'Boy, could she run!' Pearson airport leads effort to find Spanish podenco
Capturing the runaway dog was a co-ordinated effort
Adopting a rescue dog from Spain comes with its fair share of complications. But the adventure of Crystal, the white Spanish podenco, is a story her foster handlers will never forget.
Neither will staff at the Toronto Pearson International Airport.
Crystal made a run for it when the plane landed — forcing one of the busiest airports in North America to suspend arrivals and departures for about an hour last Tuesday until they found her.
"They had nighttime vision cameras and everything to track her," said Rhonda Martins of Greyhounds, Galgos and Podencos of Atlantic Canada. The organization, based in Lower Sackville, N.S., helps people on the East Coast adopt the often-abandoned podencos from Spain.
Martins and another member of her group arranged the adoption of four podencos, including Crystal. They were flying the dogs home when Crystal disappeared in Toronto upon landing.
It turns out Crystal's crate may not have been properly fastened. When the cargo door of the British Airways jet opened Monday at 8 p.m. ET, Crystal jumped out and ran off into the darkness.
"I ended up getting security clearance to go out on the tarmac and one of the guys drove me around for hours and it actually started to rain," Martins said. "It rained so bad. We had hoped that she'd get cover, but she just kept running the whole time."
Eventually, Martins had to go back to her hotel with the other three dogs. Airport staff at Pearson assured her they'd keep looking.
"I can't say enough about Toronto Pearson," Martins said. "They did a phenomenal job. This was not their fault. And they just spent 13 hours looking for her. She was running and they were fantastic. They were not giving up until they found her."
Staff helped from all levels
What happened over the next 12 hours was a high-tech co-ordinated search quarterbacked by staff high up in the control tower.
Chris Stubbs, an aviation safety officer with the airport, was the man on the ground. He said while the control tower diverted at least one aircraft away from the affected runway, security operations tracked Crystal using security and thermal cameras.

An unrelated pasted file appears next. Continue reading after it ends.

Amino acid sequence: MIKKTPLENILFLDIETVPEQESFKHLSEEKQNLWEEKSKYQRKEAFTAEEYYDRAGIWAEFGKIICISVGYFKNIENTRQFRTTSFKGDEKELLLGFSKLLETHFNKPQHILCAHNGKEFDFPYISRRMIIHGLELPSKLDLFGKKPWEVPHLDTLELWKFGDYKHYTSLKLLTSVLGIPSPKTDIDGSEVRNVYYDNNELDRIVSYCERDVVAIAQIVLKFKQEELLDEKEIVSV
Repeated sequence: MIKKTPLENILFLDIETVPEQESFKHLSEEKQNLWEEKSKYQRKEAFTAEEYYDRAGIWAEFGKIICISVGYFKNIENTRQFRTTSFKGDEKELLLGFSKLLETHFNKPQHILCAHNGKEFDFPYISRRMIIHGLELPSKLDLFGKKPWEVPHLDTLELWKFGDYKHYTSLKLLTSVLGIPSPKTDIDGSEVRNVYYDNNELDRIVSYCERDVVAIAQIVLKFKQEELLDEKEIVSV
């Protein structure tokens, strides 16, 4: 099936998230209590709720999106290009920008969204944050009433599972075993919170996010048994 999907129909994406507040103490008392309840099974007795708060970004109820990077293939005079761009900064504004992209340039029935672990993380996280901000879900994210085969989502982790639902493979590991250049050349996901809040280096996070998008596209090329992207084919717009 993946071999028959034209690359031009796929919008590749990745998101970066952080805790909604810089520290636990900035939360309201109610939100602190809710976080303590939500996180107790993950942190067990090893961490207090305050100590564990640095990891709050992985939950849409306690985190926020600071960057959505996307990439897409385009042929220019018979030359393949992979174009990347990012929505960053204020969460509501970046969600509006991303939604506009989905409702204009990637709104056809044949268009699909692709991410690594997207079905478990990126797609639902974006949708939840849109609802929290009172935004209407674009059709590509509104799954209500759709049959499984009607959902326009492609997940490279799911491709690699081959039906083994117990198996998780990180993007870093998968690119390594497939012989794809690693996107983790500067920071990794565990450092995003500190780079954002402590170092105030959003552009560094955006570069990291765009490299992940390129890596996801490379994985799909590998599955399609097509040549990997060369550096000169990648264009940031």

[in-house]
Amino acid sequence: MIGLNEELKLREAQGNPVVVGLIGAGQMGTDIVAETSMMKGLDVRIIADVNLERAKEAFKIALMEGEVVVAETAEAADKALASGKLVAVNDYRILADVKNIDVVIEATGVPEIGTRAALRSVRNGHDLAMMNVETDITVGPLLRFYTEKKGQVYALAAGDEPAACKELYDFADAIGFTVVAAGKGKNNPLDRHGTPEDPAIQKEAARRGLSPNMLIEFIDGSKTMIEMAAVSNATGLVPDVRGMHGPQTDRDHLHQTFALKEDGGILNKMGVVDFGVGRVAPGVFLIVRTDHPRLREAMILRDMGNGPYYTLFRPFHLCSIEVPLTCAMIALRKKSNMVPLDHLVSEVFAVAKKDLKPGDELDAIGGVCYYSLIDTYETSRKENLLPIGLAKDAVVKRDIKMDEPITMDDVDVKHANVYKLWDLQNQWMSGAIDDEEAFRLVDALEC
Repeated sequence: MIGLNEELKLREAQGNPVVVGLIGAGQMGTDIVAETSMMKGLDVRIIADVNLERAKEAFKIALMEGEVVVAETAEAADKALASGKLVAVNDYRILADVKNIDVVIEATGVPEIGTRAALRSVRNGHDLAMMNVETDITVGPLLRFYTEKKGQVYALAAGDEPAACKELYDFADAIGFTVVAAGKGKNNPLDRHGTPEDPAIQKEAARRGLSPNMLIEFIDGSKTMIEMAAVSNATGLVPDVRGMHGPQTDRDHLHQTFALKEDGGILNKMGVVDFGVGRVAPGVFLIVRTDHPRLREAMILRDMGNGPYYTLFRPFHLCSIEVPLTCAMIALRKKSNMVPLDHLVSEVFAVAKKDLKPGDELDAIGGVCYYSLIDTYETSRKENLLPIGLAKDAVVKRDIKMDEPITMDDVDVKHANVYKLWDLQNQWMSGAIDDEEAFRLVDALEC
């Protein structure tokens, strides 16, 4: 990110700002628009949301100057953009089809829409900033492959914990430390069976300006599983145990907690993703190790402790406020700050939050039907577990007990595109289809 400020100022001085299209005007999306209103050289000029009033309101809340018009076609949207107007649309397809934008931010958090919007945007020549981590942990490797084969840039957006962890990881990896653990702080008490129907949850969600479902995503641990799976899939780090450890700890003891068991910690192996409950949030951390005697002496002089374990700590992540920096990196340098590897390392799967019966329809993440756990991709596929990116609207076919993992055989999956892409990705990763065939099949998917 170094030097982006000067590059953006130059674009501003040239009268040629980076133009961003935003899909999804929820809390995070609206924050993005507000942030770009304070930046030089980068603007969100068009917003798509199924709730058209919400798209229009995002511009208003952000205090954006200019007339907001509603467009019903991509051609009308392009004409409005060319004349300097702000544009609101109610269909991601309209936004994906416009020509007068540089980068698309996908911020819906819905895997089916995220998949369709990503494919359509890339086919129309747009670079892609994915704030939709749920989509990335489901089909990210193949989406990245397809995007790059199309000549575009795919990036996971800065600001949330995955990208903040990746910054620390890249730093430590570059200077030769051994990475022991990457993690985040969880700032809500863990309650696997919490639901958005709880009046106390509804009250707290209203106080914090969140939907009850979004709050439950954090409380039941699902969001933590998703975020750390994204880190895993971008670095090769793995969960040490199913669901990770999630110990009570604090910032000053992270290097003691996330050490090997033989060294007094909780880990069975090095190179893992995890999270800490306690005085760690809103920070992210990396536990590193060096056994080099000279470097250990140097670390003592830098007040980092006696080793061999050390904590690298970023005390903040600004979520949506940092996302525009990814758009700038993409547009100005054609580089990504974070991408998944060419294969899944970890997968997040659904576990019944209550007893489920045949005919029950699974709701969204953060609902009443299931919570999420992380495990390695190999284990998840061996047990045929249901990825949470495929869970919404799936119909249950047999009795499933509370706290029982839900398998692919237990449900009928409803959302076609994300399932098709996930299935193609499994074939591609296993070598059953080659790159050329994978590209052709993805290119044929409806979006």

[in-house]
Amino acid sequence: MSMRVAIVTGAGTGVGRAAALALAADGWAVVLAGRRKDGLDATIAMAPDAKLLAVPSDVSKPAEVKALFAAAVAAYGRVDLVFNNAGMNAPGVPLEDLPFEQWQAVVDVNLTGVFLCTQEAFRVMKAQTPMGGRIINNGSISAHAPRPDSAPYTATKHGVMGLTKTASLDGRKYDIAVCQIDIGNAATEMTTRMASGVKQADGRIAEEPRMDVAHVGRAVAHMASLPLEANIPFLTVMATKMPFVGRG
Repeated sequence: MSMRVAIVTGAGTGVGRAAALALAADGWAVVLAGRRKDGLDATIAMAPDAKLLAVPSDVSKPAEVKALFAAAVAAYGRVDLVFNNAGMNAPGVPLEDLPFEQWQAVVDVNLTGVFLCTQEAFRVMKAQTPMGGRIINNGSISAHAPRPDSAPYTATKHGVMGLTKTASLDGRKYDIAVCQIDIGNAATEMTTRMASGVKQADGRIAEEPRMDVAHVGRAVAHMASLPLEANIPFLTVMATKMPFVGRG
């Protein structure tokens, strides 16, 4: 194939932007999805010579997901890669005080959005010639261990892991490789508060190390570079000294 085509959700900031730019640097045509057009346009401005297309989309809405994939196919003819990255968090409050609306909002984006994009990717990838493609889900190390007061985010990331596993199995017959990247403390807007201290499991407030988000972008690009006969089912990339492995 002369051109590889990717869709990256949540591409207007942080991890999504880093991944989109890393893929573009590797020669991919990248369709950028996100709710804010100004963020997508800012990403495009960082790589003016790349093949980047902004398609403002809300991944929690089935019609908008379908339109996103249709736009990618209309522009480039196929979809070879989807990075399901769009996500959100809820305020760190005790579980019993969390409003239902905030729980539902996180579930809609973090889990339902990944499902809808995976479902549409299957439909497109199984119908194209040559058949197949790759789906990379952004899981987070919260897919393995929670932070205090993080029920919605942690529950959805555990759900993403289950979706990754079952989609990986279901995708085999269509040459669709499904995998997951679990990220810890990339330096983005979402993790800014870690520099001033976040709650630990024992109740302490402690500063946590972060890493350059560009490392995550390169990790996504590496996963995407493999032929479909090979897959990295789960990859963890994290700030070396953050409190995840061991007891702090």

With so much tech involved, Stubbs said he knew they'd find her. In fact, he said if Crystal was going to get lost anywhere along her international journey, she's lucky it was within the fenced-in confines of the airport.
Early Tuesday morning the infrared thermal cameras got a lock on her. Catching her, though, was a different story.
"There were times where it just looked like a white blur running down the taxiway," Stubbs said.
'Boy, could she run'
That morning the airport's wildlife team, Falcon Environmental Services, joined the effort. Falconer Keith Everett uses birds of prey to scare away nuisance birds from the runways.
Some days, there is wildlife to deal with. Other times, like last Tuesday, there are domestic dogs to track. He drove his truck up and down the runway. Trying — and failing — to lure Crystal closer.
"Boy, could she run," he said. Podencos are cousins of the greyhound, which explains their speed and agility.
"The main thing was keeping her away from any part of the active runway and just kind of pacing ourselves, just slowly getting closer and closer," Everett said.
Finally, Crystal tired herself out.
"She was just so tired at this point, after all this time, that she just crawled underneath the truck and laid down," Everett said.
Everett got under the truck with her. He managed to get a collar around her neck but he didn't rush her. Instead he gave her treats, spoke to her and tried to gain her trust.
Throughout it all, Martins kept Doug Balser and his wife — Crystal's new owners in Moncton, N.B. — up to speed on their pup's adventure.
"We were concerned that something could happen not only to Crystal, but to the other people there," said Balser.
For Stubbs, it was an unexpected but rewarding day on the job.
"You never start a shift thinking you're going to be chasing a dog down a runway," he said. "But overall, I'm glad it ended the way it did. There's nothing like being able to reunite an animal with its owner."
Balser and his wife, Karen, couldn't agree more.
"Just a huge sense of relief and just happy to get her," he said. "She's a lovely little dog, just a really gentle soul."
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